The average cost to repair water damage is $3-7 per square foot, which doesn’t sound like a lot at first, but when you consider the floor, walls, ceiling, subflooring, and wall cavity, that can add up quickly.
Besides, when water damage strikes, it’s hardly ever limited to a single square foot. And you still have to replace all your furniture and other belongings that may have been affected.
In fact, minimal flooding (about 1 inch of water) can cause well over $20,000 in damages!
Spotting water leaks early can save money in repairs and protect your home from mold, mildew, and decay. Here, we’ll show you some of the easiest ways to find a hidden leak in your home.
Effects of Water Leaks
As we just illustrated, water damages can be catastrophic to your daily life and your budget.
But water leaks lead to more than just damages. They can also elevate the risk of mold in your home.
Mold is drawn to any water source, whether it’s condensation or a full-blown water leak. Having excess moisture in your home nearly guarantees that mold spores will settle in these areas. Household water also harbors organic materials that mold feeds on.
So where there is moisture, you’ll usually find mold. If it hasn’t already shown up, it’s just a matter of time.
Tips for Finding Water Leaks
There are several things you can do on your own to find water leaks in your home. We’ll briefly explain some of these simple tests for finding water leaks.
Check your water meter
Turn off all the faucets in your home, as well as the dishwasher and washing machine. Then take a peek at your water meter. If the dials are still turning, there’s a major water leak somewhere in your home.
A slower leak doesn’t always show results that quickly, so you may need to write down the water meter reading and come back later, like after being gone all day, in order to see any change.
Check for appliance leaks
The dishwasher, refrigerator and washing machine are common sources of water leaks. These types of leaks can lead to hidden mold since they often occur underneath or behind the appliance.
To check for a leak, move it away from the wall slightly so that you can see behind it and underneath it. An appliance leak could result in a lot of water (like from a dishwasher or washing machine) or it could be very small (like a refrigerator).
Listen for leaks
You know how quiet it gets in your home when the electricity goes out…you can hear all sorts of unfamiliar noises. It’s actually really easy to hear a water leak in your home once all your electronics, HVAC and fans are off.
To listen for a water leak, turn off everything in your home that makes noise and walk around your home so you can hear potential water leaks. Focus your attention on rooms with plumbing behind the walls and ceiling and under the floor.
You may also be able to hear an exterior leak by listening carefully around the foundation of your home.
Don’t overlook the obvious
Toilets are the most common places for household water leaks. Faucets are second. Checking these two water sources for leaks can save you a lot of money on utilities. It also reduces the amount of humidity in the air, which lowers the likelihood of mold growth.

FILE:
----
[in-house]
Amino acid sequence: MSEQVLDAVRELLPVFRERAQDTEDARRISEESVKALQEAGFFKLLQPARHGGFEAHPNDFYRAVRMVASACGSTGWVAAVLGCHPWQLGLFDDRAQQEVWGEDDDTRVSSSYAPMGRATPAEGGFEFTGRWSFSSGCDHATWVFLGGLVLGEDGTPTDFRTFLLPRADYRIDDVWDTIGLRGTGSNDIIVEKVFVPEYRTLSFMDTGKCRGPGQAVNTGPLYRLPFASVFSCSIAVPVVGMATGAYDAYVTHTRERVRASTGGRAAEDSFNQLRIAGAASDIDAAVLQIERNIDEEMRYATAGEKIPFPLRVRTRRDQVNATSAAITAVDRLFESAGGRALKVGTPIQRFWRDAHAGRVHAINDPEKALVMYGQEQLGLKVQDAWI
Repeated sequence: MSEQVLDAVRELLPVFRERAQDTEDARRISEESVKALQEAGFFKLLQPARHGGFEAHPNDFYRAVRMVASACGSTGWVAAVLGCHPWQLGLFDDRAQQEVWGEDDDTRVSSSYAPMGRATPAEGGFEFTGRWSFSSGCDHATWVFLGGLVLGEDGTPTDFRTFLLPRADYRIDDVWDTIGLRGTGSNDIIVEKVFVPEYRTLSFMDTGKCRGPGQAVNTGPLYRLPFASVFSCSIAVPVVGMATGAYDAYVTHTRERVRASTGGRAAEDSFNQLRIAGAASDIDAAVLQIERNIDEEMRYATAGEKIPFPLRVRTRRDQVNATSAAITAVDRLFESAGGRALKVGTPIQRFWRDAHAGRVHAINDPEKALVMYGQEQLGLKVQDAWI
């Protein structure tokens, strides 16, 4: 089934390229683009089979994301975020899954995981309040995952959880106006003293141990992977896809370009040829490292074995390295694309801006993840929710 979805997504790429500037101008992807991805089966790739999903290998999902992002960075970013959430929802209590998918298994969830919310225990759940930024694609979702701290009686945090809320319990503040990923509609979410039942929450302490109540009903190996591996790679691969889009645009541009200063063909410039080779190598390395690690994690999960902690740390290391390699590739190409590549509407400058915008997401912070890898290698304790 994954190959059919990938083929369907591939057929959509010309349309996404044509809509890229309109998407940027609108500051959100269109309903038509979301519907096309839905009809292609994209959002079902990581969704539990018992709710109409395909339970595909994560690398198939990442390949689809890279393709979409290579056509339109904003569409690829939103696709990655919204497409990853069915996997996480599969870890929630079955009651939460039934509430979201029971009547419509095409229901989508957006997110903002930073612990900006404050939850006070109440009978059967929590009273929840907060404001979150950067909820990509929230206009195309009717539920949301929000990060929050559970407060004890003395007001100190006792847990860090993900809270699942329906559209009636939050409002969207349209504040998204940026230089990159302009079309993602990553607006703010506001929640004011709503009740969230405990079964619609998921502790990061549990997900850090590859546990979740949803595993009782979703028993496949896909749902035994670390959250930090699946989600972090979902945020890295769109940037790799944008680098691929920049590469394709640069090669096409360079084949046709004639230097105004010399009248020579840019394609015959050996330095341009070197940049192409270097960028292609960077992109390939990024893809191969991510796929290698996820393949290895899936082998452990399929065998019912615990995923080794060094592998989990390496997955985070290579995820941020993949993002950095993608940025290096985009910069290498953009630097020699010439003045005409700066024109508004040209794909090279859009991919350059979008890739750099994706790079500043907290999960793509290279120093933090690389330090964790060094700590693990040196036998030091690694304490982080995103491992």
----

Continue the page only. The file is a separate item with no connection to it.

To check your toilets for water leaks, add a few drops of food coloring to the tank and let it sit overnight. If your toilet is leaking, there will be colored water in the bowl in the morning.
Monitor your utility bill
If you don’t have the time or ability to physically look at your water meter and track the readings, you can just track your water bill instead.
If there is no change in your normal water usage but your bill climbs a little each month — or there’s a drastic increase from one month to the next — a water leak is probably to blame.
Touch walls and other surfaces
Sometimes you can feel a leak before you can see it. Walls and floors will start to feel soft and squishy or sticky when there is a hidden water leak behind them. Simply running your hand across surfaces occasionally will familiarize you with how they feel when they’re nice and dry.
This practice can be very helpful in areas where you don’t spend a lot of time, like the basement or utility room.
Fixing a Hidden Leak
Some leaks are simple enough that you can fix them yourself. You may feel confident repairing a leaky toilet or a dripping faucet, but other leaks may require the attention of a plumber. No matter what your proficiency level, you must ensure that the job is done right so there are no more hidden leaks in your home, so don’t hesitate to call a plumber for even the simplest of jobs.
As to the question of whether or not you should repair a water leak… the answer is absolutely yes! Water leaks should always be considered a home emergency because of the potential damage they can cause. Repairs should be as swift as they are effective.
Found a hidden leak? Don’t stop there. Pure Air Solutions provides on-site mold testing to determine if there is mold growth in your home. This testing can even find signs of mold below flooring or behind walls. Go the extra step and ensure the leak didn’t lead to mold.